My favorite phone released this year does not have the fastest performance, does not have the very best camera, and has worse than average battery lifetime. It also has a superfluous button to get a virtual assistant that I can’t reprogram to a lot more practical and has the worst name for a phone I have seen in years. It’s not a phone that I urge most folks should purchase. However, LG’s G7 ThinQ (I told you it has the most peculiar name) is my favorite phone at this time because it satisfies my particular group of wants and desires much better than anything else at present.
I adore the iPhone X’s design because it is optimized for the way I use a phone, that consists of a good deal of vertical reading while on the move. Tall, skinny phones are the most appropriate for this.
LG aped the iPhone’s top notch and 19.5:9 aspect ratio, providing the G7 a similarly tall and lanky appearance, but stretched the display measurements to a 6.1-inch diagonal, allowing for much more display real estate. At the same time, the G7 measures only 2.8 inches across, which enables me to reach across the screen easily with my head when I am using the phone in one hand. It’s narrower than any other Android phone using an iPhone X-like design I have used, such as the OnePlus 6 or more Huawei P20 Guru, nevertheless has a larger display than the Samsung S9 or iPhone X. The G7 does have more of a”chin” (the bezel at the base ) than the iPhone X, but that does not bother me, nor does the elite at the peak of the display.
However, the display isn’t the one thing that keeps me coming back into the G7. It has a headphone jack, which does not matter to me to be used with headphones (I was on the radio headphone train long until the headphone jack started going the way of the buffalo). However does matter a lot when I get in my wife’s car and want to plug into the auxiliary input and charge my cell phone at the same time. Without having to deal with the car’s horrible Bluetooth setup.
It has the loudest, the clearest speaker I have ever heard on the phone, which is great for when I am watching YouTube while sitting on my sofa, something that I do a good deal. It’s not a stereo installation like many other phones offer, and it is likely to block the speaker with your hand if you hold the phone incorrect. However, it’s so loudly and therefore clear that these items do not bother me. LG’s”Boombox” internal resonance chamber isn’t only a marketing gimmick, it makes the entire device pulsate when the volume is cranked and makes the output louder when the G7 is resting on a table.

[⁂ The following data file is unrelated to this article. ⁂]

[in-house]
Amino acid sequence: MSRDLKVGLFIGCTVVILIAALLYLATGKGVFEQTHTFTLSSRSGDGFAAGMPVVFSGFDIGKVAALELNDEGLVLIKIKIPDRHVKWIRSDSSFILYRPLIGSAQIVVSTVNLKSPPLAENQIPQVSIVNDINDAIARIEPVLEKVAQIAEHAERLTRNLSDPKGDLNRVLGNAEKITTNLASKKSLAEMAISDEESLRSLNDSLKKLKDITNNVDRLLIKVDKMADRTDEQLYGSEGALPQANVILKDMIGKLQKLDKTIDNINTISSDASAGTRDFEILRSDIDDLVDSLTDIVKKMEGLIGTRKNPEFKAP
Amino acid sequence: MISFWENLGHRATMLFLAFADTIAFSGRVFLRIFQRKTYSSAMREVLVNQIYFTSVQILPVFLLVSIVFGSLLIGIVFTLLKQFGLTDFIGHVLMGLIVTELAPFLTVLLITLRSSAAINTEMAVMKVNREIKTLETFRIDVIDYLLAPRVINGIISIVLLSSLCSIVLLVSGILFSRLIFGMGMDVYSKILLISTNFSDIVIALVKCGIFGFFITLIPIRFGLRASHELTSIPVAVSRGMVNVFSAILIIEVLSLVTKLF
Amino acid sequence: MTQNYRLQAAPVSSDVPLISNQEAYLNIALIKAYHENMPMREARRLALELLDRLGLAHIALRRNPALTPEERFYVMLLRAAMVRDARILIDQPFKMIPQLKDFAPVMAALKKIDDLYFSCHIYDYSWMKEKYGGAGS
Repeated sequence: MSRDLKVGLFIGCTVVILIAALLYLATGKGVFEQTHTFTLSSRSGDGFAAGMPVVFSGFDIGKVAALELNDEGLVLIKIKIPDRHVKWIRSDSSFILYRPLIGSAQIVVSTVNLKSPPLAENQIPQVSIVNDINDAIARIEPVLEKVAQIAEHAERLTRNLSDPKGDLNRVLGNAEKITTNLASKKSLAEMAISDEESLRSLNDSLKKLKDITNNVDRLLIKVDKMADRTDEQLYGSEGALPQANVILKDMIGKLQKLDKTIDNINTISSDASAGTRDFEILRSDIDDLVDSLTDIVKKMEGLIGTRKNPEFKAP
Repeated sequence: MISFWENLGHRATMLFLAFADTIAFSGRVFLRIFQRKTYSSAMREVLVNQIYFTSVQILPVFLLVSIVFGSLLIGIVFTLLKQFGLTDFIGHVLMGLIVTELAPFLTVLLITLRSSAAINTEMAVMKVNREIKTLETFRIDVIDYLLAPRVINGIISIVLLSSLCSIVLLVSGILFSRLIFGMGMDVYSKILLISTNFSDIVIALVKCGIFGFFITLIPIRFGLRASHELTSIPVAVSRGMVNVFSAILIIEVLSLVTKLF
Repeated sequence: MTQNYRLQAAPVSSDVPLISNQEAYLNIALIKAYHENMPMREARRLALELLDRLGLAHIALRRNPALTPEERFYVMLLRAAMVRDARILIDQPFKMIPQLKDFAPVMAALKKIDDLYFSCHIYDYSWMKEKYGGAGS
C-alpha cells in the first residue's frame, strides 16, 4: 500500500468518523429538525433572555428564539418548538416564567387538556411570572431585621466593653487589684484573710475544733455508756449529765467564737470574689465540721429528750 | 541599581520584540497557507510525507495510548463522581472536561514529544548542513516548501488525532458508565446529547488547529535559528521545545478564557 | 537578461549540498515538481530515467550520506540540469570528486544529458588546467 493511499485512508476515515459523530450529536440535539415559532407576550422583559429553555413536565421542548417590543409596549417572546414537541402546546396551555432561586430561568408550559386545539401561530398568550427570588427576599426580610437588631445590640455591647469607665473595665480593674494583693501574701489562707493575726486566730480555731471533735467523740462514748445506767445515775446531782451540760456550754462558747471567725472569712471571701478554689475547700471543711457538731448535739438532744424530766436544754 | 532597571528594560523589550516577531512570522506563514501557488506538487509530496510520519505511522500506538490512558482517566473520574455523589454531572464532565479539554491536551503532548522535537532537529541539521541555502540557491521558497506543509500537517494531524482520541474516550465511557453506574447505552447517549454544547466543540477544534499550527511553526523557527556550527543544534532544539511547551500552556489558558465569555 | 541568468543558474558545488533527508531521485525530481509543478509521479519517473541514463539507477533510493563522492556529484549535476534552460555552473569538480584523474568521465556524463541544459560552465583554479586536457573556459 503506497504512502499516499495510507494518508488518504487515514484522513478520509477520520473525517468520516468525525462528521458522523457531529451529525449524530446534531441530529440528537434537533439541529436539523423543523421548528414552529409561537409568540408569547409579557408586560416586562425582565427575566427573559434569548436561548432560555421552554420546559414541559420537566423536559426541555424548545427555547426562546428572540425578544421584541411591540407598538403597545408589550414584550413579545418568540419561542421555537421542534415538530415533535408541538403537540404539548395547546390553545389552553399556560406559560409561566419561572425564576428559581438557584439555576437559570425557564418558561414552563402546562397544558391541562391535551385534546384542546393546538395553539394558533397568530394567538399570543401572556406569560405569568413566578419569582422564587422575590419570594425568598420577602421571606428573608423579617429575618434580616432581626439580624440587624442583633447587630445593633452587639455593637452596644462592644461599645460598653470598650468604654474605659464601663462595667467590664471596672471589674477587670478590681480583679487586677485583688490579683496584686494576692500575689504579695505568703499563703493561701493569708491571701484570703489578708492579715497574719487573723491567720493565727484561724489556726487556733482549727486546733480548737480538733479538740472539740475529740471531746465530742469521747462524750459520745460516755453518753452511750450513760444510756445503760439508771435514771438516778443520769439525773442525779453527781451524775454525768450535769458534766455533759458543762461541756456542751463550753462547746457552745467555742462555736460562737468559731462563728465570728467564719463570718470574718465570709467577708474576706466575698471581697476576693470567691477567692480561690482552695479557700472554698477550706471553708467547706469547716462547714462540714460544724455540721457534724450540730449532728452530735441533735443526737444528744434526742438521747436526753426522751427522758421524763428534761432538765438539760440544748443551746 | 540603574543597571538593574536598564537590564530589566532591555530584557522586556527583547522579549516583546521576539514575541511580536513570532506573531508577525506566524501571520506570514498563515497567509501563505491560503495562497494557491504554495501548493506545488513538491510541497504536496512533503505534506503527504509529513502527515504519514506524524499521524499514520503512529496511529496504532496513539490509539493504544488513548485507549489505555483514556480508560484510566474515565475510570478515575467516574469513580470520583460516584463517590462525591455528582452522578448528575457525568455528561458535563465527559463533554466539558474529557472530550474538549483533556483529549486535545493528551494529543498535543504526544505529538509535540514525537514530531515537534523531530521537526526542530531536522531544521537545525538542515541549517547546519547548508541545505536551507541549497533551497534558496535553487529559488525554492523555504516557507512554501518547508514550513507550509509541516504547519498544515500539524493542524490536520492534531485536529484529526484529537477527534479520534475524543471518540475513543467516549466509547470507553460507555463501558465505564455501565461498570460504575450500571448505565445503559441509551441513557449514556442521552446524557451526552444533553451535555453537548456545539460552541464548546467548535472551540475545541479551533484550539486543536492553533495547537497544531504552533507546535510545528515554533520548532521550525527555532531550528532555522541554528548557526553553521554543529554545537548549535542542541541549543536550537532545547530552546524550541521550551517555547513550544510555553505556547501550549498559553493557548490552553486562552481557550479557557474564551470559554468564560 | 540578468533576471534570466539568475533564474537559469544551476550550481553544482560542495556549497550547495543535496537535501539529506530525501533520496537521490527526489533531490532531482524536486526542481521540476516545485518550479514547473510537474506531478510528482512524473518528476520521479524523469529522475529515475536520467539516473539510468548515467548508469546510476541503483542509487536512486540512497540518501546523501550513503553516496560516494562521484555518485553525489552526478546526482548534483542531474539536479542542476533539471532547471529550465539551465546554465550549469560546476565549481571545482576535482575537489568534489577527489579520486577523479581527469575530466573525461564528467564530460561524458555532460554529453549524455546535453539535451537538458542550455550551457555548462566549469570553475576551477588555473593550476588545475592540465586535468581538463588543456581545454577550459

The G7 also has wireless charging, which I use every time I operate out of my desk at the office and on my nightstand each evening. Wireless charging isn’t as fast as wired charging, of course, (and the LG does not have Samsung’s better, faster wireless charging) but it’s very convenient and, whenever I use a phone that lacks it, I miss being able to simply drop my phone on a charging pad or stand when I get into my desk. It also helps me deal with the G7’s admittedly bad battery life, and this is far briefer than that I can access with many other phones.
Like LG’s V30, the G7 also has the greatest haptic vibration feedback available from the Android globe. It’s not quite as good as Apple’s Taptic Engine from the iPhone, but it’s damn close and places any other Android phone to shame.
The G7 is also great enough at the departments of performance, software, and camera to my own needs. I’d love for the camera to be faster (it’s one of the slowest contemporary cameras I have used) and I’d certainly love for far better battery life, but neither of these issues is so bad that I am forced to give up the other items that the G7 brings to the table. I have long hated LG’s software design, but after years of refinements, the G7’s interface has gotten to a place where it does not get in my way or flip my stomach with bad aesthetics. As it’s Android, I am also able to personalize it even to the point of bringing the iPhone X’s best-in-class gestural interface over to it.
I, of course, have other complaints with the G7. However, these would apply to any phone I select up in 2018. I am paranoid that I’m likely to scratch the display, therefore for the very first time, I have set a screen protector on my phone. Before I purchased a G7 together with my money, I used our demonstration unit from LG to get a couple of months and sure enough scratched the display within this moment. There are scratches in my iPhone X display that I can’t unsee and drive me insane, or so the G7 is certainly not exceptional in this regard.
History says the G7 will probably be forgotten and get few, rare updates on the software front. My Job Fi model is operating Android 8.0 using the June security patches, but who knows where it’s going to be a couple of months from now when Android 9.0 P officially drops.
Google will certainly have a fresh Pixel lineup this fall, but they likely will not have space effective designs or wireless charging, and they certainly will not have a headphone jack. Samsung and LG both are predicted to have new models outside. However, they will be larger phones, and Apple’s following lineup of iPhones will not address any of my complaints with the recent iPhone X.
All of that is to say, because of my wants and demands, LG’s goofily named G7 ThinQ is the very best phone released this year. Who would have to thunk it?